I turned around sharply when I felt a tap on my shoulder.  Standing next to me was a dishevelled middle-aged white man. I looked at him from head to toes and thought to myself, “how could he dress like this in London City?” His jacket needed a wash while his trainers could have been picked off the garbage bin. I stepped back from the overpowering smell oozing from him. One of my false ideas about the Western World kicked in again as questions raced through my mind – Why would anyone dress such as this in London? What could be wrong with him, I thought to myself.

My wife pushed me on, as the kids tugged at my trousers and wondered why I gave the man an audience. But I was a newcomer, trusting and too-believing in the story of London. Noticing he was about to lose my attention he quickly made his begging pitch – “Could I get a few coins to eat?”

“Wow,” I said to myself, “in London?” My wife read my mind but did not allow the thoughts in my head travel to my heart before she forcefully pushed me on. “We have a train to catch”, she said. I regained my composure and moved on with the coins in my pocket jiggling loudly. I was not used to coins. I wanted to ask, “Why couldn’t I just give these coins to that guy?” But whenever wife made a decision, she had thought it through and therefore no room for error or questioning.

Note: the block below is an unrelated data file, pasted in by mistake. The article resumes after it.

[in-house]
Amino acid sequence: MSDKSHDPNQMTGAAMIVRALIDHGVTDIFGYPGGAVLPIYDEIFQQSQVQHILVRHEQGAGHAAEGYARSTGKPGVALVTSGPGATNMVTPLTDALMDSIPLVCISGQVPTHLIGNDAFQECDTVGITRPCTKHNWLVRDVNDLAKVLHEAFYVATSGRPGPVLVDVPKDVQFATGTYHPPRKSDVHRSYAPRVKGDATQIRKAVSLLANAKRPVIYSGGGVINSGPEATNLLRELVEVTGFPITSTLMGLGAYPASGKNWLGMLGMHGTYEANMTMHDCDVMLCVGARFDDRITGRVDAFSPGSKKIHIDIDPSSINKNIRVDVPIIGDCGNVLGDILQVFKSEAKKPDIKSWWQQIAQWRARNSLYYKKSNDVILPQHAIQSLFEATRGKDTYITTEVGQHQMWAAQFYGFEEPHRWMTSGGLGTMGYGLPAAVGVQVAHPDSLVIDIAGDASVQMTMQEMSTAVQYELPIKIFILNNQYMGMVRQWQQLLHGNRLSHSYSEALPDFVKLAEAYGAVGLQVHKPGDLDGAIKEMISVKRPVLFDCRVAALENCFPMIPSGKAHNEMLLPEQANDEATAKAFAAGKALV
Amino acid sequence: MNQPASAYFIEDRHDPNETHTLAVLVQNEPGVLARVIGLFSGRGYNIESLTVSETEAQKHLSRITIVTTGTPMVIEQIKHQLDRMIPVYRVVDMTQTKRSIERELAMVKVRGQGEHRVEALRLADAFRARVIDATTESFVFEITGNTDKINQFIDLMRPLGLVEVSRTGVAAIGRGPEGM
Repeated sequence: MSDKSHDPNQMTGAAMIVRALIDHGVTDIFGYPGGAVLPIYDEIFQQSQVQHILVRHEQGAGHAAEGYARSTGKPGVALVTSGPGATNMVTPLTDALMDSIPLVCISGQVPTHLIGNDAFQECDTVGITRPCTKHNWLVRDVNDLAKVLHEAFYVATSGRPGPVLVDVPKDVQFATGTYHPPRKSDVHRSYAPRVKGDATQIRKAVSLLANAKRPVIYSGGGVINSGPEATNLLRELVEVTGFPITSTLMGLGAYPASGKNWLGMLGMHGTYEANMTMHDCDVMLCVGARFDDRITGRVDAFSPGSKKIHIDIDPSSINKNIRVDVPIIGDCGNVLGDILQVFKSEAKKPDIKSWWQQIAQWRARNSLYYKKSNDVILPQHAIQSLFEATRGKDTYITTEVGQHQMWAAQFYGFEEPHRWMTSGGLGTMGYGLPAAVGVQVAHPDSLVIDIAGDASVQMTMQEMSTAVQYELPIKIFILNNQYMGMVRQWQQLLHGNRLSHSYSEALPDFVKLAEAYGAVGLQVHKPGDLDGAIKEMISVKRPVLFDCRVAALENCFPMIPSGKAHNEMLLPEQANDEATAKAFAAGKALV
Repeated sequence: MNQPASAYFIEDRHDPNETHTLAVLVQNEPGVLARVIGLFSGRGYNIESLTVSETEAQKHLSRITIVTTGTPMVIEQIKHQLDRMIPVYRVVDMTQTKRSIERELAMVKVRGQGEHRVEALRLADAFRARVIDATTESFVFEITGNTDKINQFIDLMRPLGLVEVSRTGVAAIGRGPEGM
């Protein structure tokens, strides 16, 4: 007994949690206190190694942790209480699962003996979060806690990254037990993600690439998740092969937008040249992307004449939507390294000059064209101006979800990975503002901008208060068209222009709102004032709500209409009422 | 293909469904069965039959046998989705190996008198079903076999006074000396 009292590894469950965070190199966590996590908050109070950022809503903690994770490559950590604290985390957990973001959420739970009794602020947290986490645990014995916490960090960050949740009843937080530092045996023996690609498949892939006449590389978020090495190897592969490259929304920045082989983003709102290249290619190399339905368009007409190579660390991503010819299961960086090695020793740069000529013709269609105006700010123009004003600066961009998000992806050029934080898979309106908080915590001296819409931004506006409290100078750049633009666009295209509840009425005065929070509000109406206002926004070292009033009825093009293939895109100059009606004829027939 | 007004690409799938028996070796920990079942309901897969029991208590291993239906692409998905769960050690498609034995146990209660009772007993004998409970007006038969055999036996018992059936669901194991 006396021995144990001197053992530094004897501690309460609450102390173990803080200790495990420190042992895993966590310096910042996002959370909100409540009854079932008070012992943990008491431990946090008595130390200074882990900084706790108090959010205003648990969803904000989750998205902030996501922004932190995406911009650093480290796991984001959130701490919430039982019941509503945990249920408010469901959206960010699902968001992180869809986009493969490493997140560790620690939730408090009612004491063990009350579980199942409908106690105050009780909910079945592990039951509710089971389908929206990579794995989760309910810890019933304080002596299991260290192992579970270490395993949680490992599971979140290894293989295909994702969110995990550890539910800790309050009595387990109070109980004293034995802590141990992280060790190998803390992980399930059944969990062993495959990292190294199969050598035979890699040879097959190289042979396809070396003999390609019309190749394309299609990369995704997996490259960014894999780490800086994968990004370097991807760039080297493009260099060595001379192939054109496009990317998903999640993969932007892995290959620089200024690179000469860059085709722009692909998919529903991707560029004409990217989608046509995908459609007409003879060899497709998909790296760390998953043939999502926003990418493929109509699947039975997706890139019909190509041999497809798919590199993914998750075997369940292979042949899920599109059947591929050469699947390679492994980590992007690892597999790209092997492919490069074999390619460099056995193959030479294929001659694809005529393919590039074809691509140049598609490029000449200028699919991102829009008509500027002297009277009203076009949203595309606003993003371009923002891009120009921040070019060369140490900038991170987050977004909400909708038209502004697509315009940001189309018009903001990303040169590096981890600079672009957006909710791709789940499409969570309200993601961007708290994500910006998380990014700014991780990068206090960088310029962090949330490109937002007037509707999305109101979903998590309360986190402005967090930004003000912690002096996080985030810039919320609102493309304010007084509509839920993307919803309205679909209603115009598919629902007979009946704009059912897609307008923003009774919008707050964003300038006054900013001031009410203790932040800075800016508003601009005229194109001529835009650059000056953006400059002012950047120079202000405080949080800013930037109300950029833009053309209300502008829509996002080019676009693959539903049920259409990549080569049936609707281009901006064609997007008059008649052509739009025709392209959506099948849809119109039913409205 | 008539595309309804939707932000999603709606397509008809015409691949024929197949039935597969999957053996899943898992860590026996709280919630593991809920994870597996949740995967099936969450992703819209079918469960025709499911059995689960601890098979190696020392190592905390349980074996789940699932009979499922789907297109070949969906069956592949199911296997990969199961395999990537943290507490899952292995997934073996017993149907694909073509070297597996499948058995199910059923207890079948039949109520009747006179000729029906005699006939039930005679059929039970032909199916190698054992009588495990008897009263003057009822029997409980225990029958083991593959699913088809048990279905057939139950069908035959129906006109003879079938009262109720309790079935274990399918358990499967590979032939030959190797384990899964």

The jingling of the coins became louder and embarrassing as I walked faster to catch up. I was soon to realise that the coins are as valuable as the paper currency. My mind could not go off the “begging” guy. Then just outside the entrance to the station, I saw a young woman “hunting” half-finished cigarette butts on the floor. I looked at her in disbelief, and said to myself; maybe she was a staff of the environmental sanitation agency. I followed her with the “corner of my eyes” and I could see her light one of the discarded butts.

“What’s happening here”? I muttered under my breath. This London seemed like a crazy city. My wife noticed my distraction and she sternly said to me “in this country you only face where you are going,” I needed no warning again as we boarded the train to Edinburgh. The four of us got ourselves around a table seat. I was tired but the thoughts of the homeless, the hungry, the dirty and the cigarette butts picker did not go away.